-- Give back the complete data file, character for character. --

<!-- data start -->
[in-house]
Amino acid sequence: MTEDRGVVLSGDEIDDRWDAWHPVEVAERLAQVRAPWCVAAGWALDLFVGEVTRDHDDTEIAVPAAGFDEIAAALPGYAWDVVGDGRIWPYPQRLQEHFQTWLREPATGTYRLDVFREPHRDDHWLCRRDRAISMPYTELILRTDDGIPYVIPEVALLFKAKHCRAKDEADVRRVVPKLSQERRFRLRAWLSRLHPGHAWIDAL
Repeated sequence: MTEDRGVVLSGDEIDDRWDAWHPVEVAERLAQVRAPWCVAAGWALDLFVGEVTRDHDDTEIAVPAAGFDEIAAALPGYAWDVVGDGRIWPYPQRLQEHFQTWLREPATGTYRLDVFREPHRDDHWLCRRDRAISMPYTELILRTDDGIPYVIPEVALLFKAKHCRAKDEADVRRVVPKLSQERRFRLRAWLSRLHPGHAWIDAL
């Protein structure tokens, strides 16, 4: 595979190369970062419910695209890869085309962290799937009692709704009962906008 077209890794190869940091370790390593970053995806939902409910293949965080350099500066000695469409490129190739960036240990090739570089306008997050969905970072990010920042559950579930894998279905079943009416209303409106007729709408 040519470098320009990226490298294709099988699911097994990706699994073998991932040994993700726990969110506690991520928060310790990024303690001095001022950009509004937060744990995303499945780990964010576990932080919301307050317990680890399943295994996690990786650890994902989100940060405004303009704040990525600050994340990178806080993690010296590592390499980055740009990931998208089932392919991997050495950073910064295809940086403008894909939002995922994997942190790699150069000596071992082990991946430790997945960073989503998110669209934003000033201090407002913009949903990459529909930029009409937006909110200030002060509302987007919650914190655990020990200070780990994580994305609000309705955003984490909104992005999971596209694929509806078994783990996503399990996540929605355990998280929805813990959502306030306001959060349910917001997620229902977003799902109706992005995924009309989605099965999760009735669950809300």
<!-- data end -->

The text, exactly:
[in-house]
Amino acid sequence: MTEDRGVVLSGDEIDDRWDAWHPVEVAERLAQVRAPWCVAAGWALDLFVGEVTRDHDDTEIAVPAAGFDEIAAALPGYAWDVVGDGRIWPYPQRLQEHFQTWLREPATGTYRLDVFREPHRDDHWLCRRDRAISMPYTELILRTDDGIPYVIPEVALLFKAKHCRAKDEADVRRVVPKLSQERRFRLRAWLSRLHPGHAWIDAL
Repeated sequence: MTEDRGVVLSGDEIDDRWDAWHPVEVAERLAQVRAPWCVAAGWALDLFVGEVTRDHDDTEIAVPAAGFDEIAAALPGYAWDVVGDGRIWPYPQRLQEHFQTWLREPATGTYRLDVFREPHRDDHWLCRRDRAISMPYTELILRTDDGIPYVIPEVALLFKAKHCRAKDEADVRRVVPKLSQERRFRLRAWLSRLHPGHAWIDAL
């Protein structure tokens, strides 16, 4: 595979190369970062419910695209890869085309962290799937009692709704009962906008 077209890794190869940091370790390593970053995806939902409910293949965080350099500066000695469409490129190739960036240990090739570089306008997050969905970072990010920042559950579930894998279905079943009416209303409106007729709408 040519470098320009990226490298294709099988699911097994990706699994073998991932040994993700726990969110506690991520928060310790990024303690001095001022950009509004937060744990995303499945780990964010576990932080919301307050317990680890399943295994996690990786650890994902989100940060405004303009704040990525600050994340990178806080993690010296590592390499980055740009990931998208089932392919991997050495950073910064295809940086403008894909939002995922994997942190790699150069000596071992082990991946430790997945960073989503998110669209934003000033201090407002913009949903990459529909930029009409937006909110200030002060509302987007919650914190655990020990200070780990994580994305609000309705955003984490909104992005999971596209694929509806078994783990996503399990996540929605355990998280929805813990959502306030306001959060349910917001997620229902977003799902109706992005995924009309989605099965999760009735669950809300």